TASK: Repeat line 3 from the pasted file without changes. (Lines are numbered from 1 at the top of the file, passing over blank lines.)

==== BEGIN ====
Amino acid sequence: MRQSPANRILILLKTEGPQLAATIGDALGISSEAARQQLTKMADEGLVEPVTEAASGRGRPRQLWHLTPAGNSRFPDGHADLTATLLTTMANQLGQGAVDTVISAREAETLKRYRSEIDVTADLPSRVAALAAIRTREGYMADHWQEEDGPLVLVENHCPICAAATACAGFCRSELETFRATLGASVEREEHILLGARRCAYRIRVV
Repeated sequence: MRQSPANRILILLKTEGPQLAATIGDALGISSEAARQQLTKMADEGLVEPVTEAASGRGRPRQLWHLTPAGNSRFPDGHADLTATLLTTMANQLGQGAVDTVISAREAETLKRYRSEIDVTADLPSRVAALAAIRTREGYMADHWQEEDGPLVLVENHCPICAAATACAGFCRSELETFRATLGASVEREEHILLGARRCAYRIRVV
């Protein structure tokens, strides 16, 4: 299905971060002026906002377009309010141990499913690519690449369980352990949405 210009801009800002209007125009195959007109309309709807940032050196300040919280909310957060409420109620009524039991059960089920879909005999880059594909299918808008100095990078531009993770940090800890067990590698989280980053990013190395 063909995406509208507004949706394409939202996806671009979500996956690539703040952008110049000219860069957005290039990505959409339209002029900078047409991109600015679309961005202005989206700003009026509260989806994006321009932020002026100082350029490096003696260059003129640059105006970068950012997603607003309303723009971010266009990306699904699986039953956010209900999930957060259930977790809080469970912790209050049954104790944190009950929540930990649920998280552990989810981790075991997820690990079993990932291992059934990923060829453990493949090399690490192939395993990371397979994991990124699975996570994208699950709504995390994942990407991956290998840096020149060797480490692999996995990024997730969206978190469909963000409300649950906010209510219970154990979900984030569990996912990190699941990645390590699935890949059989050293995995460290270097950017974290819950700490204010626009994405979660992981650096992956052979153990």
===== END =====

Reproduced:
């Protein structure tokens, strides 16, 4: 299905971060002026906002377009309010141990499913690519690449369980352990949405 210009801009800002209007125009195959007109309309709807940032050196300040919280909310957060409420109620009524039991059960089920879909005999880059594909299918808008100095990078531009993770940090800890067990590698989280980053990013190395 063909995406509208507004949706394409939202996806671009979500996956690539703040952008110049000219860069957005290039990505959409339209002029900078047409991109600015679309961005202005989206700003009026509260989806994006321009932020002026100082350029490096003696260059003129640059105006970068950012997603607003309303723009971010266009990306699904699986039953956010209900999930957060259930977790809080469970912790209050049954104790944190009950929540930990649920998280552990989810981790075991997820690990079993990932291992059934990923060829453990493949090399690490192939395993990371397979994991990124699975996570994208699950709504995390994942990407991956290998840096020149060797480490692999996995990024997730969206978190469909963000409300649950906010209510219970154990979900984030569990996912990190699941990645390590699935890949059989050293995995460290270097950017974290819950700490204010626009994405979660992981650096992956052979153990």